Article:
If you haven’t tried yet, open a terminal and run the top command to see some output. Hit Shift+M to see the list sorted by memory usage. Your display may look slightly different than this example from a running Fedora Workstation:

There are three columns showing memory usage to examine: VIRT, RES, and SHR. The measurements are currently shown in kilobytes (KB).

The VIRT column is the virtual memory mapped for this process. Recall from the earlier description that virtual memory is not actual RAM consumed. For example, the GNOME Shell process gnome-shell is not actually consuming over 3.1 gigabytes of actual RAM. However, it’s built on a number of lower and higher level libraries. The system must map each of those to ensure they can be loaded when necessary.

The RES column shows you how much actual (resident) memory is consumed by the app. In the case of GNOME Shell, that’s about 180788 KB. The example system has roughly 7704 MB of physical memory, which is why the memory usage shows up as 2.3%.

However, of that number, at least 88212 KB is shared memory, shown in the SHR column. This memory might be, for example, library functions that other apps also use. This means the GNOME Shell is using about 92 MB on its own not shared with other processes. Notice that other apps in the example share an even higher percentage of their resident memory. In some apps, the shared portion is the vast majority of the memory usage.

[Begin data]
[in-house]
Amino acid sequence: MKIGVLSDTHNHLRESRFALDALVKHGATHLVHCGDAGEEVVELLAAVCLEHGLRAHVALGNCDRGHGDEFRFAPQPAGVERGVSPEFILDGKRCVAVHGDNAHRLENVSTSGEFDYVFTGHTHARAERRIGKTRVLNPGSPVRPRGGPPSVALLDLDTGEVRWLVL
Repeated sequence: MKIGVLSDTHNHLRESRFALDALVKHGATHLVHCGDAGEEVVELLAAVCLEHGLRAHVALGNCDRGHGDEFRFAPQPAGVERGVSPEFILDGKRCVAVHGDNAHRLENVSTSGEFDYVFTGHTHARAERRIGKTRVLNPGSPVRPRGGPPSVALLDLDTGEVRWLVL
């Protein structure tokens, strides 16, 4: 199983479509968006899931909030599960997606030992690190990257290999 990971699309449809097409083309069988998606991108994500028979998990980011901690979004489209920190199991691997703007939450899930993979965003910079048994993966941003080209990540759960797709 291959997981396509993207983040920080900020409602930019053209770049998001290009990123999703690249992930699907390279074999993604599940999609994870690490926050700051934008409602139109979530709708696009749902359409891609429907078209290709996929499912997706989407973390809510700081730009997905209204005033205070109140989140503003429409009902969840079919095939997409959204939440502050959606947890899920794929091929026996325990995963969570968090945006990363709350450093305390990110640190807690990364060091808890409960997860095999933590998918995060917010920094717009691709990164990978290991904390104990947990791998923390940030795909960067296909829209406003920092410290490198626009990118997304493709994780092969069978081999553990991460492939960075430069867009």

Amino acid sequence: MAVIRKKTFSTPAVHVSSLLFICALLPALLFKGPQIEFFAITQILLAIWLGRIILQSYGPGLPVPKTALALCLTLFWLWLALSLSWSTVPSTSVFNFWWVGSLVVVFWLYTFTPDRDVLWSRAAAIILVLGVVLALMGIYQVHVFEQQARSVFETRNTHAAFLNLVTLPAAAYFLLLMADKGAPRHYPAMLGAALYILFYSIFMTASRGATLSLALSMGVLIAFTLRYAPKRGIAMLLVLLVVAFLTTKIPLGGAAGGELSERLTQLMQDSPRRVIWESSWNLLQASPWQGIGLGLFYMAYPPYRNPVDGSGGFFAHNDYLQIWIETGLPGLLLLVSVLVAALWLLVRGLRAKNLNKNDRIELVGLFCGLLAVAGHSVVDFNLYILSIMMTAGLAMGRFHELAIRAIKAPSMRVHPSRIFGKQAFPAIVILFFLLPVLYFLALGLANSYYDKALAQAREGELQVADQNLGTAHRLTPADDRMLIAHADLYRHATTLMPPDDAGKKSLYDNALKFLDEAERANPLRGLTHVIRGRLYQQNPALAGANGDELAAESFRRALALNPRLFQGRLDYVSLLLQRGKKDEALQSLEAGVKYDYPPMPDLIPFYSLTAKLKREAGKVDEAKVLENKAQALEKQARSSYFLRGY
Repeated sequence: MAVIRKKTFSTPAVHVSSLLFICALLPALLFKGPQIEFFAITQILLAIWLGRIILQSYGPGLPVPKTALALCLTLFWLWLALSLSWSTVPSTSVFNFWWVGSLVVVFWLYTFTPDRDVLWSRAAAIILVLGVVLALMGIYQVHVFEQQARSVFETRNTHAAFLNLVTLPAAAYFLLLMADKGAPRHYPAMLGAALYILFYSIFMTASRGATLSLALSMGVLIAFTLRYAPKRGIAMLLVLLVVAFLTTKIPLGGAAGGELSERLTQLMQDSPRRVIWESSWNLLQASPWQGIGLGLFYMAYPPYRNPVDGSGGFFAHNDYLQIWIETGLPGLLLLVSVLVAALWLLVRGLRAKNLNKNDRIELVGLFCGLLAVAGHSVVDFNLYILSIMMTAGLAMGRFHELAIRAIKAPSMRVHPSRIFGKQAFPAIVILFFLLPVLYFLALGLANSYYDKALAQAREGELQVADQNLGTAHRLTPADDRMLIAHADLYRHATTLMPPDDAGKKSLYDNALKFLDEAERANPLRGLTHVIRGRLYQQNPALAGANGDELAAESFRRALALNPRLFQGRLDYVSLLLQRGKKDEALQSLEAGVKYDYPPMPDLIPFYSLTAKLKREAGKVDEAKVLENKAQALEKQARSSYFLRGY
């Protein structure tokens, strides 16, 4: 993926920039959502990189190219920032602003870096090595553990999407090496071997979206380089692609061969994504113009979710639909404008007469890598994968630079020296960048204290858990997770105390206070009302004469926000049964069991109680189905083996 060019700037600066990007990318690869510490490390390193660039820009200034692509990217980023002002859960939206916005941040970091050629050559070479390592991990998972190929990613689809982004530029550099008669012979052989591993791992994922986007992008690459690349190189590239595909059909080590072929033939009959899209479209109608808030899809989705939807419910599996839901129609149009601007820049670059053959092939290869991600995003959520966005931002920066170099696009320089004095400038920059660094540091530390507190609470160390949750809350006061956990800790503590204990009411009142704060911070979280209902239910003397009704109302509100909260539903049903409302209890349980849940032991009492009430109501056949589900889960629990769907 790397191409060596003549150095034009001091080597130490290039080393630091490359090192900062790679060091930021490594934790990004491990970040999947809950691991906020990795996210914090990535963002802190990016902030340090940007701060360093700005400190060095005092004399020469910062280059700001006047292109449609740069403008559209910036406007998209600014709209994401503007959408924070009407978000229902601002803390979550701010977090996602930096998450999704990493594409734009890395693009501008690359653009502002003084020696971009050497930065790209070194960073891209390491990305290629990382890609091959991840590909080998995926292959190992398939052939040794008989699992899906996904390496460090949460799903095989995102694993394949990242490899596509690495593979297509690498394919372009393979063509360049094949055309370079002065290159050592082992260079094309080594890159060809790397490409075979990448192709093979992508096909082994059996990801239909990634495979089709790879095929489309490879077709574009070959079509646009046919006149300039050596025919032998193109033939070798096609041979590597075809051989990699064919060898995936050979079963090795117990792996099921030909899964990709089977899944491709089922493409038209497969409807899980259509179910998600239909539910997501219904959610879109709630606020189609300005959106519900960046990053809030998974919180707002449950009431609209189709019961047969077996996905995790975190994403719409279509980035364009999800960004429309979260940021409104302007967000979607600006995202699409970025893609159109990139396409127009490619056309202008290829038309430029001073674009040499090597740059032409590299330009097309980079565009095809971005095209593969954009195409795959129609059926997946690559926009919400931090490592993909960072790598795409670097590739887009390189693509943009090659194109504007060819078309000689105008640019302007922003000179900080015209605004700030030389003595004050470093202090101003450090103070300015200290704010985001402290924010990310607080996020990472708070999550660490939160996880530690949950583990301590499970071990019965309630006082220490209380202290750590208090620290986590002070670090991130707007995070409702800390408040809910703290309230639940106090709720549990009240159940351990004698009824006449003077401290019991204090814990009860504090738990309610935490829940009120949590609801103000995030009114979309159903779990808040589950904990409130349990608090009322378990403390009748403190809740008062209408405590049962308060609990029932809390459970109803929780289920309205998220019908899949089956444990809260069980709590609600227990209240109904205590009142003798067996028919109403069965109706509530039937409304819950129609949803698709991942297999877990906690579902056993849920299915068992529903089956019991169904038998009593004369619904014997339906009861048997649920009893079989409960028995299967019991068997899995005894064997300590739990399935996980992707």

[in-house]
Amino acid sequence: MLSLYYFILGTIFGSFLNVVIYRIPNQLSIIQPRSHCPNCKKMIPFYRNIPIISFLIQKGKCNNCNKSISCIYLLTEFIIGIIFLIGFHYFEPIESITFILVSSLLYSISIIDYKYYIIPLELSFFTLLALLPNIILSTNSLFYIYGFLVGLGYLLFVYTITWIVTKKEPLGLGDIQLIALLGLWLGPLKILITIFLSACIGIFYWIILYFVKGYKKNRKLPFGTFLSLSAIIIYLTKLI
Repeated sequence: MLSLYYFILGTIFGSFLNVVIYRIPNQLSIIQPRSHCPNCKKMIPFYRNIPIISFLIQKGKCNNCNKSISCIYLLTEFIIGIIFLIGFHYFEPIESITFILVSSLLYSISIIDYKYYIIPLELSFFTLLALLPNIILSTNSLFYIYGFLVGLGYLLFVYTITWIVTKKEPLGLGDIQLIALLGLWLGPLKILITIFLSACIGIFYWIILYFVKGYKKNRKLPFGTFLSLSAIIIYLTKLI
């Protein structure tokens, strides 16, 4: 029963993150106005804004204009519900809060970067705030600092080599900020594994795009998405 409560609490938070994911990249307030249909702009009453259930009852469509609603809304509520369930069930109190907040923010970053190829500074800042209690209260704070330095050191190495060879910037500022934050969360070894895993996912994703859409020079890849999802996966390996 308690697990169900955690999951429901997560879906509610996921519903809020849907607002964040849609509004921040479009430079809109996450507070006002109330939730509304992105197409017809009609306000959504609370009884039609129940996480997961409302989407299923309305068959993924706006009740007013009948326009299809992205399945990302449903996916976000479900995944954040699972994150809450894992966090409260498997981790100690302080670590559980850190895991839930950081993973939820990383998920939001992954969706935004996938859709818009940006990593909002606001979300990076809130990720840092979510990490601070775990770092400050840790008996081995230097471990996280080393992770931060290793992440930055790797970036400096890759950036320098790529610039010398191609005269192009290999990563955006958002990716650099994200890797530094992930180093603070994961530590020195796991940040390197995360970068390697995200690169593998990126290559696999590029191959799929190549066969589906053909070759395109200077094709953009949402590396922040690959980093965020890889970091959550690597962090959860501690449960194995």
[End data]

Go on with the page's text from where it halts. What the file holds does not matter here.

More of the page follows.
There is a wrinkle here, which is that sometimes processes communicate with each other via memory. That memory is also shared, but can’t necessarily be detected by a utility like top. So yes — even the above clarifications still have some uncertainty!

A note about swap

Your system has another facility it uses to store information, which is swap. Typically this is an area of slower storage (like a hard disk). If the physical memory on the system fills up as needs increase, the OS looks for portions of memory that haven’t been needed in a while. It writes them out to the swap area, where they sit until needed later.